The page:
Facebook cracks down on illegal gun sales

Facebook and Instagram have introduced a new policy on gun posts and sales. 

Facebook is updating its policy on gun sales conducted through its mobile and Web platforms.

Facebook is tightening its policies on gun-related content.

In a news release on Wednesday, reps for the social network said that Facebook, and its photo-sharing subsidiary, Instagram, would begin removing posts from gun sellers who appeared to be attempting to flout local laws. This includes sellers who place the phrase "no background check required" in their posts and people who "offer to transact across state lines without a licensed firearms dealer." 

In addition, gun vendors will be required to "clearly remind [buyers] of the importance of understanding and complying with relevant laws and regulations, and limit access to people over the age of 18 or older if required by applicable law." 

As VentureBeat has reported, Facebook has recently been criticized by gun-control advocates for appearing to facilitate the illegal transfer of weapons. In one widely-covered case, a 15-year-old in Kentucky was able to purchase a pistol from an adult he had met on a Facebook fan page. Incidents like that led to a petition, signed by almost 100,000 people, to bar gun sales on Facebook and Instagram.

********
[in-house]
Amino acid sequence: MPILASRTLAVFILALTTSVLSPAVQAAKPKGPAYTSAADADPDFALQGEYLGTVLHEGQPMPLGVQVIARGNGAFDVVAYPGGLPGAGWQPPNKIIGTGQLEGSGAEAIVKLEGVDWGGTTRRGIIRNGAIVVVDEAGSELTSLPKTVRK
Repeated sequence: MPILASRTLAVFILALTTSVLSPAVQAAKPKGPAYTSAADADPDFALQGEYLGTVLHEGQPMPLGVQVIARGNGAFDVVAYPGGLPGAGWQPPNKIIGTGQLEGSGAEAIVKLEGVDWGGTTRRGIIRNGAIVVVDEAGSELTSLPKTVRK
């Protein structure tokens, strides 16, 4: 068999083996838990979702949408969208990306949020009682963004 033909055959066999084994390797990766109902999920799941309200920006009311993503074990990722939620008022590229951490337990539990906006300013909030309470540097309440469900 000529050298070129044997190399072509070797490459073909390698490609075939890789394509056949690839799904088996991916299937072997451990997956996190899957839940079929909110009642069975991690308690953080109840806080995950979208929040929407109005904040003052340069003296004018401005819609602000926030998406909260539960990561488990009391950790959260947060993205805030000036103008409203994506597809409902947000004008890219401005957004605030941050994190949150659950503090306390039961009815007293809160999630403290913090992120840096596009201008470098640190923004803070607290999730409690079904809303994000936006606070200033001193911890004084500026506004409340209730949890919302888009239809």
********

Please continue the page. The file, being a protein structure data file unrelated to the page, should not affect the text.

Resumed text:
"While we've recently heard specific concerns from people about offers for the private sales of firearms, this is one of many areas where we face a difficult challenge balancing individuals' desire to express themselves on our services, and recognizing that this speech may have consequences elsewhere," Facebook's Monika Bickert said in a statement.

So will the new policy have the desired effect? Well, Shannon Watts, the author of the above petition, and the founder of Moms Demand Action for Gun Sense in America, told CBS News she was optimistic. 

"American moms are gratified that Facebook and Instagram have agreed to take meaningful steps to prevent illegal gun sales to children and dangerous people on its platforms," she said. "We are happy that these companies listened to American mothers and we believe these changes are a major step toward making sure people who buy or sell guns on their platforms know the law, and follow it."

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